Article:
When it comes to manufacturing platforms, buying decisions are complicated.

You might think that this is because there are so many vendors offering such a wide variety of solutions–and you’d be right.

But buying decisions aren’t just complicated by a crowded playing field. For many manufacturers, the decision isn’t which vendor to put their faith in. Instead, it’s whether or not they should build a solution in-house.

In short, buying decisions often boil down to an age old question: build or buy?  

7 questions to help you answer, Build or Buy?

Here are the seven questions you should ask:

  1. How expensive is it to build in house?
  2. Are you accounting for ongoing costs?
  3. Will it scale?
  4. How will you manage complexity?
  5. Does IT understand your manufacturing operations?
  6. Will it be simple enough to use?
  7. How flexible will it be?

Without further ado, let’s drill-down into each question.

1. How expensive is it to build in house?

If your organization has a team of software developers, building in-house might be the logical solution

Working with an in-house team can allow for greater precision in project scoping, greater control over execution, and it can ease many of the project management difficulties that come with purchasing from a vendor.

However, that doesn’t mean it will be the most cost-effective. It also might not be the fastest.

Getting a sense of the costs just takes some simple math. 

Depending on which source you consult, the average software project takes roughly 10 months to complete. Smaller projects may clock-in around four months, while bigger projects can easily extend over the year mark. 

If an average developer makes between $60-100 an hour, that brings the cost of a software project to roughly $107,400 – $179,000 for a year long project. For one developer. 

Further, you might want to factor in the opportunity cost of the time your software engineers spend on a project. What projects are you putting on hold while your engineers build shop floor applications?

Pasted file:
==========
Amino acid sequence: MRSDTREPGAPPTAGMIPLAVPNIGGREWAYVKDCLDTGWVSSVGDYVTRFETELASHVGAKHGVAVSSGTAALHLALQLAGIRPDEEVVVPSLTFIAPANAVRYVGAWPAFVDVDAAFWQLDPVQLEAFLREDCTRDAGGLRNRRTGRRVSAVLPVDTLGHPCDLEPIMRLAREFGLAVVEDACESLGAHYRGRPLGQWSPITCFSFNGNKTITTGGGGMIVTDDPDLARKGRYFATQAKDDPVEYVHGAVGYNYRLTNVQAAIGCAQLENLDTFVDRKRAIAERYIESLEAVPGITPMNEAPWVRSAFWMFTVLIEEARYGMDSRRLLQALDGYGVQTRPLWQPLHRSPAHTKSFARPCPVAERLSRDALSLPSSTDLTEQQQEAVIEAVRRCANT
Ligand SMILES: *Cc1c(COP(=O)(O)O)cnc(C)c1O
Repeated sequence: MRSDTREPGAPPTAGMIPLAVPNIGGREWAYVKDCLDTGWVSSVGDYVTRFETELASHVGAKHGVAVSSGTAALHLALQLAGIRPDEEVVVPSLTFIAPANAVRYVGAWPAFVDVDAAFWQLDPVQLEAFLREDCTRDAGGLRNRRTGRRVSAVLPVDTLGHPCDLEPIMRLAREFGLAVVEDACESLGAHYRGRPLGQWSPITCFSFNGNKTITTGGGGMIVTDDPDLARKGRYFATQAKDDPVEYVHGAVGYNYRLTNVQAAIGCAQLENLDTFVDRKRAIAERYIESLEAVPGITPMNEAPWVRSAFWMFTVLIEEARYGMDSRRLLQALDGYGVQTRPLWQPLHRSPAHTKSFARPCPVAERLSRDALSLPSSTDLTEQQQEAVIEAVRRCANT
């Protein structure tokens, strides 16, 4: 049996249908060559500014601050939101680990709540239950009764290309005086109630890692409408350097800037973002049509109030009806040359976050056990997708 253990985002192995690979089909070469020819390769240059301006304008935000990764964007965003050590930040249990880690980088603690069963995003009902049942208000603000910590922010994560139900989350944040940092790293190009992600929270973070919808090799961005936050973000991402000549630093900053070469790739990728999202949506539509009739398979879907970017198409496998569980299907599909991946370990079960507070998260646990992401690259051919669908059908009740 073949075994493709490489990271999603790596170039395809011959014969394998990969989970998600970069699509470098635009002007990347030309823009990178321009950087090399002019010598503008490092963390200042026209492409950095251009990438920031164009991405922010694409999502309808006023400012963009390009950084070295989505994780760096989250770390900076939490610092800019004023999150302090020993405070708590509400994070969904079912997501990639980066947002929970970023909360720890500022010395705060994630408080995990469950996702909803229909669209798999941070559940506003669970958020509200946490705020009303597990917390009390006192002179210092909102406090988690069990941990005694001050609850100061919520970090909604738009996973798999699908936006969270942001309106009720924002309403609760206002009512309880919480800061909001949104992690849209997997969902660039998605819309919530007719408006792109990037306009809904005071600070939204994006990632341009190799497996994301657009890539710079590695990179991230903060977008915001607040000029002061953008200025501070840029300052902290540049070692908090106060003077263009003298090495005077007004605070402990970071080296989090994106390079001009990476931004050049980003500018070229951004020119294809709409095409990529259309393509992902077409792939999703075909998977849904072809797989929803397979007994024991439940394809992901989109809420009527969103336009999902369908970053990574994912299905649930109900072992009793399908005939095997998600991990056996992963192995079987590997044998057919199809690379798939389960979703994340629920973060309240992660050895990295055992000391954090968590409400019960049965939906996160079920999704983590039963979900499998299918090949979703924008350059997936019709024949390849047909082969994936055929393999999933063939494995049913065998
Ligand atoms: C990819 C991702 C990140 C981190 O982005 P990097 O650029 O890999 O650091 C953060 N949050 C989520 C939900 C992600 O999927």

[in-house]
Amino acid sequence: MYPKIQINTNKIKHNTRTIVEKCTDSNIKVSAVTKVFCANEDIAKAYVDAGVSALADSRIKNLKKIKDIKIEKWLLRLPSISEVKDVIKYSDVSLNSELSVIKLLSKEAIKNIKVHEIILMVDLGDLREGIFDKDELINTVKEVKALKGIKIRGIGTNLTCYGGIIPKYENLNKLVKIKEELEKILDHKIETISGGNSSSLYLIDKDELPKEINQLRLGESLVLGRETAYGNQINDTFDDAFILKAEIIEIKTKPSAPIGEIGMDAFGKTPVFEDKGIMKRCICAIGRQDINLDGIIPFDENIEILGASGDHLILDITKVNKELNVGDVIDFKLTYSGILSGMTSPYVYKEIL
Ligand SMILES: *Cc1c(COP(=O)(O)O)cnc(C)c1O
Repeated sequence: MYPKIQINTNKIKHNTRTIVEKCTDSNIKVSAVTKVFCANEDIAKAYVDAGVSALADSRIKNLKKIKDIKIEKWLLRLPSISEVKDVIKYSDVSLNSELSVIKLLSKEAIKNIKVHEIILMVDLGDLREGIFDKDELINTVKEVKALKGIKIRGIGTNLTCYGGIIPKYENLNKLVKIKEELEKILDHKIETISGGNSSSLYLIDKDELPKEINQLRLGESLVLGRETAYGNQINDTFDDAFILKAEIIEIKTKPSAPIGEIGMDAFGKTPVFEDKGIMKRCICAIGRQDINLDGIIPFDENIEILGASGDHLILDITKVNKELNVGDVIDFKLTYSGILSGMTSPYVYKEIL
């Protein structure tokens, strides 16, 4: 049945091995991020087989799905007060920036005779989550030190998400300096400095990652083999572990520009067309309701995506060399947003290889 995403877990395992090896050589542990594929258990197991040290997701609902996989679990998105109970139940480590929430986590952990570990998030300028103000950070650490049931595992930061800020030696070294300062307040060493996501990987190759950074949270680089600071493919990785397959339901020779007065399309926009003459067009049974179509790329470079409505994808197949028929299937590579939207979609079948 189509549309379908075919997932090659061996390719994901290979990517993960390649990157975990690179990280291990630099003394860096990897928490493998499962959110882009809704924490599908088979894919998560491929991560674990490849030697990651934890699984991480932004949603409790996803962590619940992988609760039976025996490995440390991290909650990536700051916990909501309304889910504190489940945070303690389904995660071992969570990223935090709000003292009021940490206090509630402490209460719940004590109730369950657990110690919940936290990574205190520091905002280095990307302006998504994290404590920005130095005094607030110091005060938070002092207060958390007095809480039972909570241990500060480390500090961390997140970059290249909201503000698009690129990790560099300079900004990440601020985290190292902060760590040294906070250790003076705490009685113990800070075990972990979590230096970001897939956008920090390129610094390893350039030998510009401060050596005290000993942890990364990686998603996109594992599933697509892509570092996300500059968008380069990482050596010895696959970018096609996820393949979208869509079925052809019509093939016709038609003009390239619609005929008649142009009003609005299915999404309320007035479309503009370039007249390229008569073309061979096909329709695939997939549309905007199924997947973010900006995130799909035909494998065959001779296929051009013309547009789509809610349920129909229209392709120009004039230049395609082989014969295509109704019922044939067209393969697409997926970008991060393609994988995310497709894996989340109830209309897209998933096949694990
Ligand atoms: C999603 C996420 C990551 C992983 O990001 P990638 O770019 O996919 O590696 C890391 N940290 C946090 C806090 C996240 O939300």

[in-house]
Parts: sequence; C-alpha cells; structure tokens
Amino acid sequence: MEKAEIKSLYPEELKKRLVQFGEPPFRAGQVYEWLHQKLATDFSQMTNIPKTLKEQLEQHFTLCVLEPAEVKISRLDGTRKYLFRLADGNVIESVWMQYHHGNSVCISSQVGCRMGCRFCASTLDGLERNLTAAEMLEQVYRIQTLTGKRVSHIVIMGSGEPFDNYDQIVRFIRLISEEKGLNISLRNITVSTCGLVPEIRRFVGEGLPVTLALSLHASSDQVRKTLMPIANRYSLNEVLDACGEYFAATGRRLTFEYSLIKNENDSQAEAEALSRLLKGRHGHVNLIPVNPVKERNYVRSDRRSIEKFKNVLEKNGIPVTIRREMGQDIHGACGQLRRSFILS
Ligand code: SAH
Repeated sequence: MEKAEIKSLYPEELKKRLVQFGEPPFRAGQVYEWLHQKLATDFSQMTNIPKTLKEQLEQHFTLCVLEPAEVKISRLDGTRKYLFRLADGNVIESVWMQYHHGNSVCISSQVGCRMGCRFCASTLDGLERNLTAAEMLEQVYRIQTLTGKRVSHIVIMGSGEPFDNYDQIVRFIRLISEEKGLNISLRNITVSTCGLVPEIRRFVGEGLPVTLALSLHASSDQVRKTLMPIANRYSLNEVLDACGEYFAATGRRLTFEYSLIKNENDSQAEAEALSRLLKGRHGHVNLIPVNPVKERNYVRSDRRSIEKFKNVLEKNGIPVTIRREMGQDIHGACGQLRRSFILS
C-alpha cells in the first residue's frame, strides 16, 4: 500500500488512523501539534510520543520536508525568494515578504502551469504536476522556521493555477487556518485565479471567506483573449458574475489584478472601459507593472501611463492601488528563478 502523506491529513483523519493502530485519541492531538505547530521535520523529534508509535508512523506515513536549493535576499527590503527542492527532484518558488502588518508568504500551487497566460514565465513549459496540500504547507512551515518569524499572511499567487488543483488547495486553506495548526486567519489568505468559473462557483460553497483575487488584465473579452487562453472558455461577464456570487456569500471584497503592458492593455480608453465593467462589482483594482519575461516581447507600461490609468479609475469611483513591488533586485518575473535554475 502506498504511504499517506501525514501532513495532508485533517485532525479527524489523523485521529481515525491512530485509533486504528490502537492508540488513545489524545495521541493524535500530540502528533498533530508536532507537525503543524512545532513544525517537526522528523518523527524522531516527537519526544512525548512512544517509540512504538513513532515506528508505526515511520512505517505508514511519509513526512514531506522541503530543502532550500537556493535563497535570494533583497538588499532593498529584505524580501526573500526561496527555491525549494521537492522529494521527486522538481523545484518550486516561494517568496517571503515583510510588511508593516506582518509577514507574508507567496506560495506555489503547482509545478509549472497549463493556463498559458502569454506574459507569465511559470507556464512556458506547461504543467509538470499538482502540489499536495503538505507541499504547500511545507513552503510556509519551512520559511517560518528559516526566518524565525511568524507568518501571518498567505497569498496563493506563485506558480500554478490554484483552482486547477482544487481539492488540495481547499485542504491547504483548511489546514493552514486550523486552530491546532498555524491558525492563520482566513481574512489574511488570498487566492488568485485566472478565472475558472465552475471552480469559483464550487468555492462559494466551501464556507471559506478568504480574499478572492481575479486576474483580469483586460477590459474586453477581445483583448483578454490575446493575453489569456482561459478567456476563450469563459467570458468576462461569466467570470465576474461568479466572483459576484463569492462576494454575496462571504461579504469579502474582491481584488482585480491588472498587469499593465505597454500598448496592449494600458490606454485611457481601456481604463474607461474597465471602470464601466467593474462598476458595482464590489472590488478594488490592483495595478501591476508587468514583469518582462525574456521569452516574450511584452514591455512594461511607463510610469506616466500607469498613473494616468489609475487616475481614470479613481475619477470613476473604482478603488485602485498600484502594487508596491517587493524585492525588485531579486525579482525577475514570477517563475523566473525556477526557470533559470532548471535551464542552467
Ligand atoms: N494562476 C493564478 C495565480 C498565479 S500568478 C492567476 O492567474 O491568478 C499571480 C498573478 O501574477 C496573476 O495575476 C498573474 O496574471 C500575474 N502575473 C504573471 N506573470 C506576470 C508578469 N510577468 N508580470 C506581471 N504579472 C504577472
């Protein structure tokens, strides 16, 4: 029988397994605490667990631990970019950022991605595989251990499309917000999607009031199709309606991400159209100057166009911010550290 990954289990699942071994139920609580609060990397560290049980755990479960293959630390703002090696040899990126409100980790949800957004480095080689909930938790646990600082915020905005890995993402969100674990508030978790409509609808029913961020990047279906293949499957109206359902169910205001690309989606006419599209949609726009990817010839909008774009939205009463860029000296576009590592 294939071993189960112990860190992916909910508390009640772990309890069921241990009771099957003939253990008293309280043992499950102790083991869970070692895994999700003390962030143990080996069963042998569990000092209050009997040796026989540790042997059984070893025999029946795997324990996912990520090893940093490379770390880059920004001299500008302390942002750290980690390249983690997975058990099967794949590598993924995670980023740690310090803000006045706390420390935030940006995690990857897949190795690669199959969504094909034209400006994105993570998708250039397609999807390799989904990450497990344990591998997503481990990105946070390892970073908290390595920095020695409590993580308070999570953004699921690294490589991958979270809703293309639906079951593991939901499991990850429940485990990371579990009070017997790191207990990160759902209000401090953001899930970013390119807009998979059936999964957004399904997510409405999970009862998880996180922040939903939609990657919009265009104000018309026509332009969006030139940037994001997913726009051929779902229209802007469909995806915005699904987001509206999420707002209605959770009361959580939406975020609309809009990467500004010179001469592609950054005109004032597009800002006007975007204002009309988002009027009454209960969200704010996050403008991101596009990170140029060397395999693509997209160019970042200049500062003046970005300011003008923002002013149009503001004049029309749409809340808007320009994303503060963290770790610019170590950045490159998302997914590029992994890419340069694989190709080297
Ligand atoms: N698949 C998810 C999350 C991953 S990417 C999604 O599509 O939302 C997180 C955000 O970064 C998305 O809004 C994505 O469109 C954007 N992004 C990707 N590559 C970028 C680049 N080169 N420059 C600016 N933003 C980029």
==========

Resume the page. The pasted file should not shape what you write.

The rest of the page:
2. Did your calculation include ongoing costs?

In our experience, software costs don’t stop with the initial delivery. (I’ll tell a story about one manufacturer’s experience incurring ongoing support costs below, so stay tuned). 

Often, house-built manufacturing applications need to be modified and updated to account for changes in manufacturing processes. 

If the solution is built in-house, that means every modification requires a ticket submission, fulfillment, and redeploy. If it takes a two weeks (assuming changes take a sprint) to push a change, that’s two weeks of software engineering time to bill, as well as lost revenue from delayed process improvements.

3. Will it scale? 

The big benefit of in-house, custom built solution is that they can account for the unique needs of a production line, cell, or process. 

But will your custom solution work for multiple lines? Will it work for every line in a plant? Can it be rolled out across a whole region or internationally? 

One concern with custom built solutions is that they won’t scale. Transferring the solution to new context can incur similar project costs and timelines as the initial solution. 

4. How will you manage complexity? 

As home-grown systems expand, there’s a tradeoff between scope and complexity.

As systems encompass a wider range of processes and operations, they become more complex.

While this isn’t a natural law, it’s been fact in manufacturing for decades.

So as your in-house solution grows in scope, will it also grow in complexity?

5. Will IT build the most efficient manufacturing processes? 

When polled by consultants, engineers outline a recurring message: “IT doesn’t understand OT problems!”